Carol Brown’s dresses make children feel great, inside and out.
From her sewing room in Montrose, Penn., Carol Brown’s machine whirs and zips, connecting pieces of summery, cheerful fabric in order to create the 100 or so sundresses she donates annually to the Floating Hospital’s yearly holiday bazaar, Candy Cane Lane. But while cutting out and sewing dozens of clothes for little girls may seem like grueling work, for Brown the prolific stitching is nothing less than a labor of love.
She learned her love of sewing from her mother, but years of full-time work and parenting left her with little time to indulge her passion. After retiring, Brown began using her talent to sew clothes and other items for myriad groups in need. But when Floating Hospital President, Sean Granahan—also a Montrose resident—came and spoke about his organization in their town, Brown was drawn to the clinic’s mission and wanted to help bring joy to the children who needed it most.
“Growing up, when I was a little girl, if I got new dress I thought I was a movie star. I think every little girl should have a nice dress and feel pretty,” she said. She and her sister came up with a pattern that uses the fabric as efficiently as possible. “The straps tie so you can grow with them,” she explained. Last year, she enlisted the help of a few fellow seamstresses and doubled her output, creating 200 dresses for Candy Cane Lane, plus pillow cases to send to children attending the Floating Hospital’s Camp Rise Up. And she’s on target to do the same this year.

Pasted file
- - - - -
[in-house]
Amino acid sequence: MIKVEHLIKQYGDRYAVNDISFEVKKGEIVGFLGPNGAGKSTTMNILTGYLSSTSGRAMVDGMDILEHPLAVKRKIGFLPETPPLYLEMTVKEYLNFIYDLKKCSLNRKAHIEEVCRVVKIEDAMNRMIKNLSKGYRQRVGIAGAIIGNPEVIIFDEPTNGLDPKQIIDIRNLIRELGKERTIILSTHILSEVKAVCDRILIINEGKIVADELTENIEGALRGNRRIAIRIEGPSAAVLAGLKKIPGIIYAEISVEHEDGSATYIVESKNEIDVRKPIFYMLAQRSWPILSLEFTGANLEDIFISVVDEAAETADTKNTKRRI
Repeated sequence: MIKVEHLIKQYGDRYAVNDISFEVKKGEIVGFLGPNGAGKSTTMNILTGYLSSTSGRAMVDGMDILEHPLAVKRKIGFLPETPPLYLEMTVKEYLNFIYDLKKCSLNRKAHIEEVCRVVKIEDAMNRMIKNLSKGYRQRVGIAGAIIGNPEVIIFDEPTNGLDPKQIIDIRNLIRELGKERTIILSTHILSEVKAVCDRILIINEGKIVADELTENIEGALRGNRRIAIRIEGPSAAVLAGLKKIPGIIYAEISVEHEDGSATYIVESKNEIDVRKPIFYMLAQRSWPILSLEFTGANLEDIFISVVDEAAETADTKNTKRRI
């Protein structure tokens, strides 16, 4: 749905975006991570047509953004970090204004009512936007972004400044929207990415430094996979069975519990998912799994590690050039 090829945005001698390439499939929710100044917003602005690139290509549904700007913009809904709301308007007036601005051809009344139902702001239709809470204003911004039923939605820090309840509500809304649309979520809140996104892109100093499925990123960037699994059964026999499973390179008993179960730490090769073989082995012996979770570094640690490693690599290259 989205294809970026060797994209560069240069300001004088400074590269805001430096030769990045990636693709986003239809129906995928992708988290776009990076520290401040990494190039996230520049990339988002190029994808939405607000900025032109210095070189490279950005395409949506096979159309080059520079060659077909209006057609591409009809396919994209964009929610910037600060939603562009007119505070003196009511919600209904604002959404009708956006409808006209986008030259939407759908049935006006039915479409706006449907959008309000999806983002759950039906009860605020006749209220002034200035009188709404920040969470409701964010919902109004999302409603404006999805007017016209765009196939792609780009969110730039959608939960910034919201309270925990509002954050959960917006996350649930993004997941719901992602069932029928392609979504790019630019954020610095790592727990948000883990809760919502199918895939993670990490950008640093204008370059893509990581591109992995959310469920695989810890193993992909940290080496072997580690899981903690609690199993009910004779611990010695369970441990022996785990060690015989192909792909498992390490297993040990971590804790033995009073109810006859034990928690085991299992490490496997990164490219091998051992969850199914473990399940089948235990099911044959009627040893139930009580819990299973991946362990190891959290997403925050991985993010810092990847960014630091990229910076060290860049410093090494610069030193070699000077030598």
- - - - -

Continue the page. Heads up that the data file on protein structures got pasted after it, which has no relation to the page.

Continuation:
“I believe we do what we can do. I always encourage people: If you have an interest in something that you enjoy and have the time and means to do for others, go for it,” she says. “Giving is the most gratifying thing you can do in your life.”
Since 1866, The Floating Hospital has been the largest provider of healthcare and education to families living with homelessness. Based in Long Island City, it provides comprehensive primary, dental and behavioral-health services, and health-education to patients living in more than 300 shelters and domestic violence safe houses throughout New York City.
In 2021, The Floating Hospital moved into a new modern main clinic in Long Island City, and continues to support patients in satellite clinics at family homeless shelters and public housing complexes in Queens, Brooklyn and the Bronx.